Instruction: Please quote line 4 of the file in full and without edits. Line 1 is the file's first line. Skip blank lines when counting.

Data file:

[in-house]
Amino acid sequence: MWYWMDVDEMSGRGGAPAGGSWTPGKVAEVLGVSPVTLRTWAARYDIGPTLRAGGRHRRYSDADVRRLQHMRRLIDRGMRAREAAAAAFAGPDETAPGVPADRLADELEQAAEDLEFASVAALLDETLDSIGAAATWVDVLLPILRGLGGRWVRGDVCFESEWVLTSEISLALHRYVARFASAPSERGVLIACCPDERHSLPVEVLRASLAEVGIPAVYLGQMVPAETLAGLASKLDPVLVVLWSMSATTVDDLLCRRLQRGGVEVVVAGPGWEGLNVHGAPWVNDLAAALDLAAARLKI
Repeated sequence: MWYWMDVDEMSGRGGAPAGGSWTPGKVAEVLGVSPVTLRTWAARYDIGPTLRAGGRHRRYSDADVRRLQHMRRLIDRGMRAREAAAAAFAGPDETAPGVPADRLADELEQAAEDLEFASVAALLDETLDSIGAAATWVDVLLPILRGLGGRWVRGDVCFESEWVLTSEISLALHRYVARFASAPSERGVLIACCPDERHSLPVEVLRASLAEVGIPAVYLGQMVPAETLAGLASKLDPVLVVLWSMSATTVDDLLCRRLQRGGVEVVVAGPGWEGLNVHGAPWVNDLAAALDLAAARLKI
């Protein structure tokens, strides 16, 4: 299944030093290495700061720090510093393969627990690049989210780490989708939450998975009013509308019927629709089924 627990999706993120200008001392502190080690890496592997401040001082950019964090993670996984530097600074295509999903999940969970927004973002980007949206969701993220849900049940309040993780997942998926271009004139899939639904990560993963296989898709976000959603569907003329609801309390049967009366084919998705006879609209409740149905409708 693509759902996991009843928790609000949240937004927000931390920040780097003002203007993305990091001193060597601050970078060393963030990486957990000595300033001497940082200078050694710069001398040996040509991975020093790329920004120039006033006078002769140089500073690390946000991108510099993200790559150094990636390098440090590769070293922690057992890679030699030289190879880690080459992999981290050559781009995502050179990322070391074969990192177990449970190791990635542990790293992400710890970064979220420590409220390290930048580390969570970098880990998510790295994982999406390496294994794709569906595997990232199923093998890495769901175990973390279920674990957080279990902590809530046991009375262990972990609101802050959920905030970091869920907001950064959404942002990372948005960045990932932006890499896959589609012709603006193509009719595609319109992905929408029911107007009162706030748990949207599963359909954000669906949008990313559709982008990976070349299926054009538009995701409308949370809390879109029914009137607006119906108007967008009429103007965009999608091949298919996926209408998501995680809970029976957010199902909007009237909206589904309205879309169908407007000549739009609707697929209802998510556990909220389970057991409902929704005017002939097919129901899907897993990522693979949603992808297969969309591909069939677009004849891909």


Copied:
């Protein structure tokens, strides 16, 4: 299944030093290495700061720090510093393969627990690049989210780490989708939450998975009013509308019927629709089924 627990999706993120200008001392502190080690890496592997401040001082950019964090993670996984530097600074295509999903999940969970927004973002980007949206969701993220849900049940309040993780997942998926271009004139899939639904990560993963296989898709976000959603569907003329609801309390049967009366084919998705006879609209409740149905409708 693509759902996991009843928790609000949240937004927000931390920040780097003002203007993305990091001193060597601050970078060393963030990486957990000595300033001497940082200078050694710069001398040996040509991975020093790329920004120039006033006078002769140089500073690390946000991108510099993200790559150094990636390098440090590769070293922690057992890679030699030289190879880690080459992999981290050559781009995502050179990322070391074969990192177990449970190791990635542990790293992400710890970064979220420590409220390290930048580390969570970098880990998510790295994982999406390496294994794709569906595997990232199923093998890495769901175990973390279920674990957080279990902590809530046991009375262990972990609101802050959920905030970091869920907001950064959404942002990372948005960045990932932006890499896959589609012709603006193509009719595609319109992905929408029911107007009162706030748990949207599963359909954000669906949008990313559709982008990976070349299926054009538009995701409308949370809390879109029914009137607006119906108007967008009429103007965009999608091949298919996926209408998501995680809970029976957010199902909007009237909206589904309205879309169908407007000549739009609707697929209802998510556990909220389970057991409902929704005017002939097919129901899907897993990522693979949603992808297969969309591909069939677009004849891909």